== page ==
The only numbers that matter are the z layer height range (20 to 300 microns) and the minimum feature size. Z resolution is the thickness of each layer. Smaller layers usually look better, especially on curved surfaces. But the part will take longer to build.
Z resolution is the thickness of each layer. Smaller layers usually look better, especially on curved surfaces. But the part will take longer to build. Important to note that two printers with the same “on paper” z resolution can make parts that look drastically different. It’s possible for “high resolution” parts to look bad if the printer has poor X/Y repeatability (more on this in a minute).
Minimum feature size is how small a feature the printer can repeatedly make. In our case we can make a stand-alone column about 0.5mm^2 in cross-section. Due to how FFF 3D printing works (draws like a pen plotter), there are some situations where small features or features with varying thicknesses (like a wall going from 3mm thickness to 0.5mm) is not going to behave like the user expects. It’s important to check the toolpath preview in Simplify3D prior to printing to catch things like this.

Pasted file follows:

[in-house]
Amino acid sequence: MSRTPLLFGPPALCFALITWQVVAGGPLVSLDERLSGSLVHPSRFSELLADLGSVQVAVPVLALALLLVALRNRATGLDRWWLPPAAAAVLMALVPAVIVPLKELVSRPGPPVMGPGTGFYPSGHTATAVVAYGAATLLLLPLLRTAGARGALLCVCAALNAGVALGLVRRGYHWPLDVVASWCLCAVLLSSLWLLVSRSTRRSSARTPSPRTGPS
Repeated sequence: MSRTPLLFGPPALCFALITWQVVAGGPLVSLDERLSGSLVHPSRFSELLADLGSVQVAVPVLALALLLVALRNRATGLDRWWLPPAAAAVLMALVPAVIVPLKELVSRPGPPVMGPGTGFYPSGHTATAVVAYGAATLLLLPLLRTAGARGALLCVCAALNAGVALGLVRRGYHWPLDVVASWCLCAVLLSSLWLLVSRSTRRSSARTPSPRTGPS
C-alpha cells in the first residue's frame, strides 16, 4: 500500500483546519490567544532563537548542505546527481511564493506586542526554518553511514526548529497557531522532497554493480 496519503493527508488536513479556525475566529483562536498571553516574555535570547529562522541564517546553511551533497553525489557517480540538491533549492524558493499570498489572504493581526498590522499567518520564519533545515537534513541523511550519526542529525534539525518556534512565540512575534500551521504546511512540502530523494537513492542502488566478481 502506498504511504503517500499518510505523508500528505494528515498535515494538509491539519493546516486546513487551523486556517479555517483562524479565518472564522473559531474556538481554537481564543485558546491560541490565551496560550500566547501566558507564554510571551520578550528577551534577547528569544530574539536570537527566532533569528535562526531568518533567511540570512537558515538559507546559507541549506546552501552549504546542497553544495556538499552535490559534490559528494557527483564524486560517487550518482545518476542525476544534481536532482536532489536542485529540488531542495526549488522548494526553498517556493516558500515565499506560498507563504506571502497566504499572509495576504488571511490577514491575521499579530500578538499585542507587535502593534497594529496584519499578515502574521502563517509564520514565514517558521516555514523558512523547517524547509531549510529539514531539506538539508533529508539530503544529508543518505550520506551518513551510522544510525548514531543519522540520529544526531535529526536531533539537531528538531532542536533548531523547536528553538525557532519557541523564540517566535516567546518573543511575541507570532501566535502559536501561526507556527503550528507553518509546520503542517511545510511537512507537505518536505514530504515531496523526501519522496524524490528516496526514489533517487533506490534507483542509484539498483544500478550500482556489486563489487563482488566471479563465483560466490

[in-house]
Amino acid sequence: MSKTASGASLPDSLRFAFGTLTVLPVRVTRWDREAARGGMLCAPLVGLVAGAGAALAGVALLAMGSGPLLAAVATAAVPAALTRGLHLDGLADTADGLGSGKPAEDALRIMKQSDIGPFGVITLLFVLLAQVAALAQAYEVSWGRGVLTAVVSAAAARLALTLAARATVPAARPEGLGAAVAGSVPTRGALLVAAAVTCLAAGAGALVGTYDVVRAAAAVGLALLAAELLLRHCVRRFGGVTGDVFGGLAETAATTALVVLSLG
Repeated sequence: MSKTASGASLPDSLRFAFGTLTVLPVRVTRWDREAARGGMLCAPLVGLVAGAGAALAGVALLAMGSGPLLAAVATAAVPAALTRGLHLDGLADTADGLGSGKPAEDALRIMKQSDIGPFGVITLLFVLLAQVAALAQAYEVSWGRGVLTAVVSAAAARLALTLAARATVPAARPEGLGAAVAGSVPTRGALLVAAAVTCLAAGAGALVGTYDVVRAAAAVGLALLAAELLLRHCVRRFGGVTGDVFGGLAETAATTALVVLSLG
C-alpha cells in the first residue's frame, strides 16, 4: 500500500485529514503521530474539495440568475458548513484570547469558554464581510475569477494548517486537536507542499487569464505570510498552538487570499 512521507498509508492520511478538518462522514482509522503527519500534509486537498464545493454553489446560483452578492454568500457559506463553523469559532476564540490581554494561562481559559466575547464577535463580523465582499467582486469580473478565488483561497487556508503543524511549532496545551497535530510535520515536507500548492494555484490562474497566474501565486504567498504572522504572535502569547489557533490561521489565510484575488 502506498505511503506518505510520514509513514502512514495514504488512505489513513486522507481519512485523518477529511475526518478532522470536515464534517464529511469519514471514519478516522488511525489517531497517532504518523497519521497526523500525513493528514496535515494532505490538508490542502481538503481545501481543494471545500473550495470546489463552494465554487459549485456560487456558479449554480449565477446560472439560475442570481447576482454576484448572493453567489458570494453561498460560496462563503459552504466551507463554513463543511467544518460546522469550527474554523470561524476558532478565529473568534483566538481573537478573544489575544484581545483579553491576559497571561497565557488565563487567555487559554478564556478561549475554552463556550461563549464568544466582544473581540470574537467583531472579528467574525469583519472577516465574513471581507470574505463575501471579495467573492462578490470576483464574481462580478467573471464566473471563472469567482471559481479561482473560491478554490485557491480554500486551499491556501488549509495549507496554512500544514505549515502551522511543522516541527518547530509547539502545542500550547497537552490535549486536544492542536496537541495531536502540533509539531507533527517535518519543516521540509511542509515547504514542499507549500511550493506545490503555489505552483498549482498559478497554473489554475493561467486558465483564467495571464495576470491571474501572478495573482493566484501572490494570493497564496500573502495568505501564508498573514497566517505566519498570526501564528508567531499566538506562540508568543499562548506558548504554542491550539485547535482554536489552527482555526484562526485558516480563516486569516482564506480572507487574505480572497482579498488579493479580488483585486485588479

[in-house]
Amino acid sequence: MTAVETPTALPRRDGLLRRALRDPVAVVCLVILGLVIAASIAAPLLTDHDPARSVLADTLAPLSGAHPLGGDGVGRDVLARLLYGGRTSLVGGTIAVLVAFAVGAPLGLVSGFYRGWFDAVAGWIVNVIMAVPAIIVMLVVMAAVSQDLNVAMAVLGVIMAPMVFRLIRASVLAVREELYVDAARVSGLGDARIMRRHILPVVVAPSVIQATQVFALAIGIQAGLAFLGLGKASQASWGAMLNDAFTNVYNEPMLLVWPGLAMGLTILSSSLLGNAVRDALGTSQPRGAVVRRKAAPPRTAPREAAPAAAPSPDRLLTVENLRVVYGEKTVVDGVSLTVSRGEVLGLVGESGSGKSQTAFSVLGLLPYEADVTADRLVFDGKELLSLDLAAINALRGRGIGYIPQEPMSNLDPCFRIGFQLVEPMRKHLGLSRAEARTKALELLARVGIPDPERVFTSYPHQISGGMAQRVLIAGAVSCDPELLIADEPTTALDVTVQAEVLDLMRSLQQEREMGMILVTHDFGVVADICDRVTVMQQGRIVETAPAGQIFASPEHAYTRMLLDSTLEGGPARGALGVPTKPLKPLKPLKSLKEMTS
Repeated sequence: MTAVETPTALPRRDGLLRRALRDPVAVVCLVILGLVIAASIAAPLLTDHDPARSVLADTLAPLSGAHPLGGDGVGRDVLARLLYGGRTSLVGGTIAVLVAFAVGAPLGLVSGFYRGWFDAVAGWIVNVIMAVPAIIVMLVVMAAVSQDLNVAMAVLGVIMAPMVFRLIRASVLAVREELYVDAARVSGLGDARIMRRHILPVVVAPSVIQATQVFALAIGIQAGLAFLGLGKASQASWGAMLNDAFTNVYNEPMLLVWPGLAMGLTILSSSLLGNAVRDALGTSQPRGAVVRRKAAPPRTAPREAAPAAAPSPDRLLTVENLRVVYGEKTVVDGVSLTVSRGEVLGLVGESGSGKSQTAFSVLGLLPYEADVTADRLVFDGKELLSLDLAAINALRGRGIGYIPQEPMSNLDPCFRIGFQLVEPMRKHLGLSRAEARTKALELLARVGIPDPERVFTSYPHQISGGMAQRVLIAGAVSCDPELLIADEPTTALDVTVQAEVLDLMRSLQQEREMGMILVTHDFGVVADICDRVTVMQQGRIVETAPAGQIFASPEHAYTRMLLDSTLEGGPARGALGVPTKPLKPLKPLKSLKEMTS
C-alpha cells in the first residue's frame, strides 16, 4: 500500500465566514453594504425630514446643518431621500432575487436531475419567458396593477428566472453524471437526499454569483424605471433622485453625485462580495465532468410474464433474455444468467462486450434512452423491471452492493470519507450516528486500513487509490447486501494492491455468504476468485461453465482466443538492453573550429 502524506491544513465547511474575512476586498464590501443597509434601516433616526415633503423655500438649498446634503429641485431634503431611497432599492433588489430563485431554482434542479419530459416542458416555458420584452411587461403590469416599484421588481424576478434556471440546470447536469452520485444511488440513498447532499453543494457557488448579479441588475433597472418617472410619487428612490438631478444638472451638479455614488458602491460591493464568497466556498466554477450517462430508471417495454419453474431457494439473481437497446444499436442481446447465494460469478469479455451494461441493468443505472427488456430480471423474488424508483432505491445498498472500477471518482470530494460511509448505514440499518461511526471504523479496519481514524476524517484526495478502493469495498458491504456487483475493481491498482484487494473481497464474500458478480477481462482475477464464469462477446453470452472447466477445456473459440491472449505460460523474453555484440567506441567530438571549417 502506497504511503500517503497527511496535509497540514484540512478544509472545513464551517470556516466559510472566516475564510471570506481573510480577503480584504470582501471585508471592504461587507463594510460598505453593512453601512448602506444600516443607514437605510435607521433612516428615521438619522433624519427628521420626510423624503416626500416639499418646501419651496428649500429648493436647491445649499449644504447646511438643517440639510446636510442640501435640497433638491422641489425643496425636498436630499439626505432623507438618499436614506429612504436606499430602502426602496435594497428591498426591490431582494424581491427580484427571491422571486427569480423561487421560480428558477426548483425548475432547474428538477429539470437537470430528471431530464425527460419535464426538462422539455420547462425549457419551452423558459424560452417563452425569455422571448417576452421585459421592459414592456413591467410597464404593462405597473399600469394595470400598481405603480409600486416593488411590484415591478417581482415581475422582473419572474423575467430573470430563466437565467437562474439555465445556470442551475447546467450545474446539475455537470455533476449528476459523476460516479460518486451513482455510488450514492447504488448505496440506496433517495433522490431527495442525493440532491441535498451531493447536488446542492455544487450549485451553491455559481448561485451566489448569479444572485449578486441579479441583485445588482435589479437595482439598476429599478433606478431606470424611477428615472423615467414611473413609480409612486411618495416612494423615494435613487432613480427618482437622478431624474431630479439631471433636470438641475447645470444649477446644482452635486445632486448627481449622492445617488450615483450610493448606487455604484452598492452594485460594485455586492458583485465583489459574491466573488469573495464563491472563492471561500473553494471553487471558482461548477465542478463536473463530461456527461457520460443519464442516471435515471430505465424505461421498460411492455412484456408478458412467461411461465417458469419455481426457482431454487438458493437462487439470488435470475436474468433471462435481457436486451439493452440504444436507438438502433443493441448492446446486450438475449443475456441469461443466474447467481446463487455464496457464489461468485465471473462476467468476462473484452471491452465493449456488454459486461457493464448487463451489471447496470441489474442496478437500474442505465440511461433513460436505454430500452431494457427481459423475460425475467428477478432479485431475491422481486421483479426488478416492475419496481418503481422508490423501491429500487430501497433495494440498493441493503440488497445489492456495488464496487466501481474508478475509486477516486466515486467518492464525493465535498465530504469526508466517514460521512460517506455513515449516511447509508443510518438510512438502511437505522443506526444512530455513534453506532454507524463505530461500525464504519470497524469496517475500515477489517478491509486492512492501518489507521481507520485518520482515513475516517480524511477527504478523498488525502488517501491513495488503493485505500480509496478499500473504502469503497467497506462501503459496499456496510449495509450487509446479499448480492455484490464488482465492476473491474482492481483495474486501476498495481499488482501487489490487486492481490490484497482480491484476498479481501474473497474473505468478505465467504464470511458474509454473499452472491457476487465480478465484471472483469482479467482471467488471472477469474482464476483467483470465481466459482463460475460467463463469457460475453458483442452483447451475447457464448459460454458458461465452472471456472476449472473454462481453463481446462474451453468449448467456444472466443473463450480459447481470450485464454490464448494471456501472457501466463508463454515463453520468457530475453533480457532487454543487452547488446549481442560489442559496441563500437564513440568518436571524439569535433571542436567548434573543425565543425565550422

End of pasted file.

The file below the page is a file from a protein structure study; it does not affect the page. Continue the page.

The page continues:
What’s not captured in anyone’s specs is XY repeatability, and it’s probably the most important factor in making good looking parts.
XY repeatability works like this: I start at some point in XY space, say 100, 100. And then execute a series of random moves of the print head all around the build envelope. When I’m done, I tell it to return to 100, 100 and measure how close to the original point it is. The closer we are, the better XY repeatability we have, and the better our parts will look. Poor XY repeatability can make the layers look slightly misaligned from one another.